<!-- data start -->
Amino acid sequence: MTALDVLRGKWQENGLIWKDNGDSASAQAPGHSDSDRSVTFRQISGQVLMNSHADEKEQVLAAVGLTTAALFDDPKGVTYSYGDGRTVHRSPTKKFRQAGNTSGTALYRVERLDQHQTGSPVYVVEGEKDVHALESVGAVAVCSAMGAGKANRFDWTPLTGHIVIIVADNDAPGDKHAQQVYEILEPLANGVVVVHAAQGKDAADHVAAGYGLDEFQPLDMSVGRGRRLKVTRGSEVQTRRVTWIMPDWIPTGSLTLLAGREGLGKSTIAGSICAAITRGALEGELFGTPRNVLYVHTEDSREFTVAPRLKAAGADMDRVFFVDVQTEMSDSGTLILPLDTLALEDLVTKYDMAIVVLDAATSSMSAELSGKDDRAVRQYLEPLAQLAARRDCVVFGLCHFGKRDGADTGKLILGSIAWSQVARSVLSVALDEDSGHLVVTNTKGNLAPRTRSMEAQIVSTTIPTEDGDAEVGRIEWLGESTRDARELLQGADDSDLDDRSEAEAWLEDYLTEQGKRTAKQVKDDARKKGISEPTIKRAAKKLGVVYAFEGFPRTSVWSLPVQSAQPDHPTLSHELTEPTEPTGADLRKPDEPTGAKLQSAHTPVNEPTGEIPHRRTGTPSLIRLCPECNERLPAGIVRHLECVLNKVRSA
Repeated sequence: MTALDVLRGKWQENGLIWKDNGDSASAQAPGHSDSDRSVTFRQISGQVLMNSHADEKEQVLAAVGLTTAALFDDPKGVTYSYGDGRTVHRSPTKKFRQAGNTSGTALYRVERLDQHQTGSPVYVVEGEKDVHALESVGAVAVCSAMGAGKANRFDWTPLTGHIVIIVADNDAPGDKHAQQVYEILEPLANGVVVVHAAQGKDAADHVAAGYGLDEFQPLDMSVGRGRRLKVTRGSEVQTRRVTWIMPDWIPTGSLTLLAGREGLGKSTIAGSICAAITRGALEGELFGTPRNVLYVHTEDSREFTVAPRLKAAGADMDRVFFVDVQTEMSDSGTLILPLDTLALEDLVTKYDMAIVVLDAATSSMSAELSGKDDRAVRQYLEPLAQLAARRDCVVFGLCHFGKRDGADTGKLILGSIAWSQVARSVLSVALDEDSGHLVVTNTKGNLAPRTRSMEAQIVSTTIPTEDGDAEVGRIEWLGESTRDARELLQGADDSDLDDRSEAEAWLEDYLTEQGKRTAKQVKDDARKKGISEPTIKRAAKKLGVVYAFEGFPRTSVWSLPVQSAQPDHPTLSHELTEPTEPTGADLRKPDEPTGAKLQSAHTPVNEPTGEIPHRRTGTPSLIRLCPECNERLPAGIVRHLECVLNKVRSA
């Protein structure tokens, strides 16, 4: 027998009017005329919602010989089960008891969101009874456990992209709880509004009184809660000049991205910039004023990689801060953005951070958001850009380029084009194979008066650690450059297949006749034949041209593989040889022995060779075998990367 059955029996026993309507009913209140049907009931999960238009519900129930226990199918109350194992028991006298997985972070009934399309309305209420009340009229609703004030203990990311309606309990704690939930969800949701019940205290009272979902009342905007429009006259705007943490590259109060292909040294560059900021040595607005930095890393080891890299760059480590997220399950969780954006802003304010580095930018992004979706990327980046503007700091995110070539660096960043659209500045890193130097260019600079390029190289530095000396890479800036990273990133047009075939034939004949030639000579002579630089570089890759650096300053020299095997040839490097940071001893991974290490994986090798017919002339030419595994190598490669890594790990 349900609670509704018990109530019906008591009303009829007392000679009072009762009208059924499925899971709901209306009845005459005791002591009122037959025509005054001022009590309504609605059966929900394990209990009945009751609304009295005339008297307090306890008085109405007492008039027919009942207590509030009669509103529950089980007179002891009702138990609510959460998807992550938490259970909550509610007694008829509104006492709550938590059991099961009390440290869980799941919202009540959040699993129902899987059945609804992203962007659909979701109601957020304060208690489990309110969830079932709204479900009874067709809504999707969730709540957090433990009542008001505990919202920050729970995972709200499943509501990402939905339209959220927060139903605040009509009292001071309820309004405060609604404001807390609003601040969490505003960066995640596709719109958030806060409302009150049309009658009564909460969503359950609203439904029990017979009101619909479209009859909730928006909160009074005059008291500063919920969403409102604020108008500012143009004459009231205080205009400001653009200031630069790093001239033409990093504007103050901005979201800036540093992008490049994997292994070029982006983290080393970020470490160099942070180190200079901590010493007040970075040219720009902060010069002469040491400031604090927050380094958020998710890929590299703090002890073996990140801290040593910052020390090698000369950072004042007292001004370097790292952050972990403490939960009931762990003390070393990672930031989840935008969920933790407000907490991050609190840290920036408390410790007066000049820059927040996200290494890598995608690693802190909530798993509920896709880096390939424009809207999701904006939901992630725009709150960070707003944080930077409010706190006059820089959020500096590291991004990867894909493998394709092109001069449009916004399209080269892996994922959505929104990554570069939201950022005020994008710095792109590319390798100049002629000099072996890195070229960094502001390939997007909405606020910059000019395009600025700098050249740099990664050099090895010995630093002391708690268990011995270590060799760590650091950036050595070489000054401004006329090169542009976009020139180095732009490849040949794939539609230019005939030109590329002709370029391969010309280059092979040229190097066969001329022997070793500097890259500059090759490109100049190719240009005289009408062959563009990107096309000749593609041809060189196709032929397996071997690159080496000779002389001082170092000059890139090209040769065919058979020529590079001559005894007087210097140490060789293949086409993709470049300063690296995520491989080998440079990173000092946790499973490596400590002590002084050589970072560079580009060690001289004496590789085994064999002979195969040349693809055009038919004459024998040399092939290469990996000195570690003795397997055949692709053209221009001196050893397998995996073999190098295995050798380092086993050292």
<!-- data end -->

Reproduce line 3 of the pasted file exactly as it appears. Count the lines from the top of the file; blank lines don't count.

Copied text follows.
């Protein structure tokens, strides 16, 4: 027998009017005329919602010989089960008891969101009874456990992209709880509004009184809660000049991205910039004023990689801060953005951070958001850009380029084009194979008066650690450059297949006749034949041209593989040889022995060779075998990367 059955029996026993309507009913209140049907009931999960238009519900129930226990199918109350194992028991006298997985972070009934399309309305209420009340009229609703004030203990990311309606309990704690939930969800949701019940205290009272979902009342905007429009006259705007943490590259109060292909040294560059900021040595607005930095890393080891890299760059480590997220399950969780954006802003304010580095930018992004979706990327980046503007700091995110070539660096960043659209500045890193130097260019600079390029190289530095000396890479800036990273990133047009075939034939004949030639000579002579630089570089890759650096300053020299095997040839490097940071001893991974290490994986090798017919002339030419595994190598490669890594790990 349900609670509704018990109530019906008591009303009829007392000679009072009762009208059924499925899971709901209306009845005459005791002591009122037959025509005054001022009590309504609605059966929900394990209990009945009751609304009295005339008297307090306890008085109405007492008039027919009942207590509030009669509103529950089980007179002891009702138990609510959460998807992550938490259970909550509610007694008829509104006492709550938590059991099961009390440290869980799941919202009540959040699993129902899987059945609804992203962007659909979701109601957020304060208690489990309110969830079932709204479900009874067709809504999707969730709540957090433990009542008001505990919202920050729970995972709200499943509501990402939905339209959220927060139903605040009509009292001071309820309004405060609604404001807390609003601040969490505003960066995640596709719109958030806060409302009150049309009658009564909460969503359950609203439904029990017979009101619909479209009859909730928006909160009074005059008291500063919920969403409102604020108008500012143009004459009231205080205009400001653009200031630069790093001239033409990093504007103050901005979201800036540093992008490049994997292994070029982006983290080393970020470490160099942070180190200079901590010493007040970075040219720009902060010069002469040491400031604090927050380094958020998710890929590299703090002890073996990140801290040593910052020390090698000369950072004042007292001004370097790292952050972990403490939960009931762990003390070393990672930031989840935008969920933790407000907490991050609190840290920036408390410790007066000049820059927040996200290494890598995608690693802190909530798993509920896709880096390939424009809207999701904006939901992630725009709150960070707003944080930077409010706190006059820089959020500096590291991004990867894909493998394709092109001069449009916004399209080269892996994922959505929104990554570069939201950022005020994008710095792109590319390798100049002629000099072996890195070229960094502001390939997007909405606020910059000019395009600025700098050249740099990664050099090895010995630093002391708690268990011995270590060799760590650091950036050595070489000054401004006329090169542009976009020139180095732009490849040949794939539609230019005939030109590329002709370029391969010309280059092979040229190097066969001329022997070793500097890259500059090759490109100049190719240009005289009408062959563009990107096309000749593609041809060189196709032929397996071997690159080496000779002389001082170092000059890139090209040769065919058979020529590079001559005894007087210097140490060789293949086409993709470049300063690296995520491989080998440079990173000092946790499973490596400590002590002084050589970072560079580009060690001289004496590789085994064999002979195969040349693809055009038919004459024998040399092939290469990996000195570690003795397997055949692709053209221009001196050893397998995996073999190098295995050798380092086993050292």